Talking About Critiques

I’ve said elsewhere on this site that I photograph for myself. My motive for pressing the shutter is to satisfy my own desires. Selfish? Of course, but I think this attitude is shared by many amateurs. We are our own clients, and one should always strive to satisfy the client.

That doesn’t mean I don’t appreciate thoughtful consideration by others, particularly photographers whom I respect. I seek their evaluations and opinions because I believe it will improve my work. Again, I think this attitude is common among enthusiasts.

For a short time I was involved with an informal group of photographers who critiqued each other’s work. Tragically this was cut short by the very untimely death of the organizer, and I miss those sessions more than I can say.

Because I’m easily distracted, I prepared for myself a critique checklist–more of a reminder–so I would stay on topic.  And here it is.

Frerichs Critique Rules

(Talking to myself about critiquing photographs.)

  1. Every time a photographer shares his work, he’s exposing a bit of his soul. It takes a lot of courage to do that. Respect that courage.
  2. Compliment if appropriate; critique only if asked.
  3. There’s always something good in every photograph. Find it and acknowledge it first.
  4. Do no harm. As another critique guide, written in 1962, said, “Remember the boy scouts. A boy scout always intended to get the old lady safely across the street.”
  5. Try to express, in clear language, what a photograph is saying to you: what emotions or impressions you have when viewing it. A perfectly acceptable answer is, “I don’t get it,“ but the photographer was driven to press the shutter. He deserves your attention.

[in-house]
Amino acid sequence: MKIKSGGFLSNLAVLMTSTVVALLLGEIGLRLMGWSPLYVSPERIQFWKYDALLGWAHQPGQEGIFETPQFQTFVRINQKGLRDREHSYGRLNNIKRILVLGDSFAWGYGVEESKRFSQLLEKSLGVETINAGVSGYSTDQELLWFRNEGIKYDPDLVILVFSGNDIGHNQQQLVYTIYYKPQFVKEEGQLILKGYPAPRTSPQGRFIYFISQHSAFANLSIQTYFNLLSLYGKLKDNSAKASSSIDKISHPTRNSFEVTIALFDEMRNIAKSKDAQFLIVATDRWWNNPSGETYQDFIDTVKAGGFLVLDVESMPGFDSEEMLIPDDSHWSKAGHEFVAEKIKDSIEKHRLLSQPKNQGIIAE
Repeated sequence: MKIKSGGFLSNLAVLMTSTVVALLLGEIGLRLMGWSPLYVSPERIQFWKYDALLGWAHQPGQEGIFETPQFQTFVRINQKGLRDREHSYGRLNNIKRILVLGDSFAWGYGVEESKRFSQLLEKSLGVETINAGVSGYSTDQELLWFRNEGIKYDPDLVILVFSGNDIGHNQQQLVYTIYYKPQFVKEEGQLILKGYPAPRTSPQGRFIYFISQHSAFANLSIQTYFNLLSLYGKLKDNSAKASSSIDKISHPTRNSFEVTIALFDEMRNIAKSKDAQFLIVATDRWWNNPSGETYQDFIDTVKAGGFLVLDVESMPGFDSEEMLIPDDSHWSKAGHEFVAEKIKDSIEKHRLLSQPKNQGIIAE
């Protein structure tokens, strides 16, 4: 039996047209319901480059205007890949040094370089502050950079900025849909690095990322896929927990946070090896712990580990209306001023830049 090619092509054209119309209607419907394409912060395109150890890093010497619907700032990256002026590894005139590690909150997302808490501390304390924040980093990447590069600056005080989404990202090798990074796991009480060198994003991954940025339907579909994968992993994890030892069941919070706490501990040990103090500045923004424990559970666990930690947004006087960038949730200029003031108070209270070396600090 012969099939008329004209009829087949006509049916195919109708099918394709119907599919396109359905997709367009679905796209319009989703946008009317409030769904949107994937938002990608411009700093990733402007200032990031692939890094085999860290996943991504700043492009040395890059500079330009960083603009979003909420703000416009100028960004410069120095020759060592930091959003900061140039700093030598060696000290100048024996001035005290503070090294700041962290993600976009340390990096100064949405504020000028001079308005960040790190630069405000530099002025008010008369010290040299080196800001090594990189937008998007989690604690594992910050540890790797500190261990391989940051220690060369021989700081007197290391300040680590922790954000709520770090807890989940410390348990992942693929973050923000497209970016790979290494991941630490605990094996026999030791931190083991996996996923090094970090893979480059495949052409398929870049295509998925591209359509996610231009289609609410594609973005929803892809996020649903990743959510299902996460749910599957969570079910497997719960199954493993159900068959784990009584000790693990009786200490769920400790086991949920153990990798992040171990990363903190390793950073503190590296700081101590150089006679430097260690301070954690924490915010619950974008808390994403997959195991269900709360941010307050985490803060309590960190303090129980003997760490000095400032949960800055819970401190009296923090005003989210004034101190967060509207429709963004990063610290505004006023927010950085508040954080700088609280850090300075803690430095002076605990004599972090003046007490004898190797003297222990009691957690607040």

6. Once you have figured out what you think the photograph is saying, try to figure out what enhances or detracts from that impression. Then say it.
  7. Try to figure out what the photographer was trying to communicate. This may or may not be the same as what you are reading from the shot.
  8. Try to set aside your judgments about the subject. Even if you think that grand landscapes, wildlife shots, and—God help us—flower photos are boring as hell, others may not. Just because you think Rhein II is a piece of crap, remember that it sold for over $3 million. Obviously your opinion may not be the consensus.
  9. This is not the time to say how you would have shot the photo, because you didn’t.
  10. Craft is important, but it is not the most important factor. Remember that Migrant Mother is out of focus, and you just wish you had something that good.
  11. Okay, we get it: you’re a guy, and guys fix things. Unless specifically asked, don’t try to fix it. It may not be broken.
  12. If you ever start a sentence with “If I had shot it…” or the passive-aggressive equivalent, “Did you try…” slap yourself silly. You weren’t there. You don’t know the circumstances that the photographer faced. Both are arrogant ways of saying that you think there’s something wrong and you wouldn’t have made that mistake. It’s not your photograph so don’t tell the photographer how to shoot.
  13. Many times “fixes” disguise what you should be saying. “You might try cropping” is a stand-in for “I think your composition is unbalanced” or “that disembodied hand sticking in the frame really bugs me.” “Did you try it in black and white” often means either “You’ve got a strong composition, but the color is distracting” (good) or “the color is overwhelming everything else in the photograph, but the composition isn’t very good” (bad). Either way, say what you mean.
  14. Submit gracefully when others critique your work. Don’t try to explain or make excuses. And remember that above all, you ain’t gonna please everyone.
This entry was posted in Opinion, Photography.

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